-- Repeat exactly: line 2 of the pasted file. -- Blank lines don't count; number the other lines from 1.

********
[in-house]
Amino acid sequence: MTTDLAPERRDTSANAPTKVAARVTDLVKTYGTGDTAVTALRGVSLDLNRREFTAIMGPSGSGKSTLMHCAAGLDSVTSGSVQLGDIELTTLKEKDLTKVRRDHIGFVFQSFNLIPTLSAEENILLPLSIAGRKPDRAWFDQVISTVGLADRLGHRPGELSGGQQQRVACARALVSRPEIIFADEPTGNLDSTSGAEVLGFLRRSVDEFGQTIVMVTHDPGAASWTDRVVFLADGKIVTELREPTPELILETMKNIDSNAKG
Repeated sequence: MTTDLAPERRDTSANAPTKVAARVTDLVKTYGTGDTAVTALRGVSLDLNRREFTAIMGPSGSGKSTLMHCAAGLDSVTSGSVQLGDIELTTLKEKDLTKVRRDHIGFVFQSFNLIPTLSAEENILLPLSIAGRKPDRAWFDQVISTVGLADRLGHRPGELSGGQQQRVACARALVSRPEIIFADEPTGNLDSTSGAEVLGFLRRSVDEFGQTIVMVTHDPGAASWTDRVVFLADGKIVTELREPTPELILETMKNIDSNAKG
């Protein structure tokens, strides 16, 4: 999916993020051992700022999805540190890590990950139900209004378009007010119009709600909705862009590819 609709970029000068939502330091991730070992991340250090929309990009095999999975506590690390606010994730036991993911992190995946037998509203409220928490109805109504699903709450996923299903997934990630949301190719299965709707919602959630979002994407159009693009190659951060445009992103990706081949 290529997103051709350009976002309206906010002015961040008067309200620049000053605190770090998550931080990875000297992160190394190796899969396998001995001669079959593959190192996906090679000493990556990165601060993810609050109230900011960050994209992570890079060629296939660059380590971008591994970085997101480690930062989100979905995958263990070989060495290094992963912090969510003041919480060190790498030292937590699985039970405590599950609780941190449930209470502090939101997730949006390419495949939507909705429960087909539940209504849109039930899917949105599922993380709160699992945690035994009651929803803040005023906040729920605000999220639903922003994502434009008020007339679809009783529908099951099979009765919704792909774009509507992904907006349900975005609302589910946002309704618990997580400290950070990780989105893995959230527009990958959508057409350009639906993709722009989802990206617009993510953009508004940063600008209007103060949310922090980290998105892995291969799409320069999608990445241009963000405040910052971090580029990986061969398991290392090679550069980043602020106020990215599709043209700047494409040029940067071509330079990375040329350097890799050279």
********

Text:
Amino acid sequence: MTTDLAPERRDTSANAPTKVAARVTDLVKTYGTGDTAVTALRGVSLDLNRREFTAIMGPSGSGKSTLMHCAAGLDSVTSGSVQLGDIELTTLKEKDLTKVRRDHIGFVFQSFNLIPTLSAEENILLPLSIAGRKPDRAWFDQVISTVGLADRLGHRPGELSGGQQQRVACARALVSRPEIIFADEPTGNLDSTSGAEVLGFLRRSVDEFGQTIVMVTHDPGAASWTDRVVFLADGKIVTELREPTPELILETMKNIDSNAKG